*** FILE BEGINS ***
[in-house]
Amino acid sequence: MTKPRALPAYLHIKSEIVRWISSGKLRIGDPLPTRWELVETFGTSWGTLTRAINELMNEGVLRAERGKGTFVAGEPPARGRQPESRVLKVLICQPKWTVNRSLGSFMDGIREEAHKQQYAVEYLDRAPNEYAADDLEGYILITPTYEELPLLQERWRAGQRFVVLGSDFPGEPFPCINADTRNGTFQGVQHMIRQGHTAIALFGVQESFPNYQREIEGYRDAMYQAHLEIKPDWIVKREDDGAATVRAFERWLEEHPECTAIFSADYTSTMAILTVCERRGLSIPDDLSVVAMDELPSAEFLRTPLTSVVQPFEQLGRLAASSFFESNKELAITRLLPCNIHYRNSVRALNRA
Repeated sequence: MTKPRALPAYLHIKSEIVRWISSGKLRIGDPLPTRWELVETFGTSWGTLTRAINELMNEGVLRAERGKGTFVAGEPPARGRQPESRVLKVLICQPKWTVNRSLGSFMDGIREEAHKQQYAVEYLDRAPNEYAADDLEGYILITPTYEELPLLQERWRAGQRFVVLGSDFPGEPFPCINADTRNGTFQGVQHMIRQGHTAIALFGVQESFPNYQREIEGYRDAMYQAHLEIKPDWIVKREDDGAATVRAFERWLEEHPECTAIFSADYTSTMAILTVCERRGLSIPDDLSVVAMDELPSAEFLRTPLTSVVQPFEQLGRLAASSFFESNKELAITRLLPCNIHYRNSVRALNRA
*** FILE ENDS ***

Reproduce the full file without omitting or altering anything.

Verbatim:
[in-house]
Amino acid sequence: MTKPRALPAYLHIKSEIVRWISSGKLRIGDPLPTRWELVETFGTSWGTLTRAINELMNEGVLRAERGKGTFVAGEPPARGRQPESRVLKVLICQPKWTVNRSLGSFMDGIREEAHKQQYAVEYLDRAPNEYAADDLEGYILITPTYEELPLLQERWRAGQRFVVLGSDFPGEPFPCINADTRNGTFQGVQHMIRQGHTAIALFGVQESFPNYQREIEGYRDAMYQAHLEIKPDWIVKREDDGAATVRAFERWLEEHPECTAIFSADYTSTMAILTVCERRGLSIPDDLSVVAMDELPSAEFLRTPLTSVVQPFEQLGRLAASSFFESNKELAITRLLPCNIHYRNSVRALNRA
Repeated sequence: MTKPRALPAYLHIKSEIVRWISSGKLRIGDPLPTRWELVETFGTSWGTLTRAINELMNEGVLRAERGKGTFVAGEPPARGRQPESRVLKVLICQPKWTVNRSLGSFMDGIREEAHKQQYAVEYLDRAPNEYAADDLEGYILITPTYEELPLLQERWRAGQRFVVLGSDFPGEPFPCINADTRNGTFQGVQHMIRQGHTAIALFGVQESFPNYQREIEGYRDAMYQAHLEIKPDWIVKREDDGAATVRAFERWLEEHPECTAIFSADYTSTMAILTVCERRGLSIPDDLSVVAMDELPSAEFLRTPLTSVVQPFEQLGRLAASSFFESNKELAITRLLPCNIHYRNSVRALNRA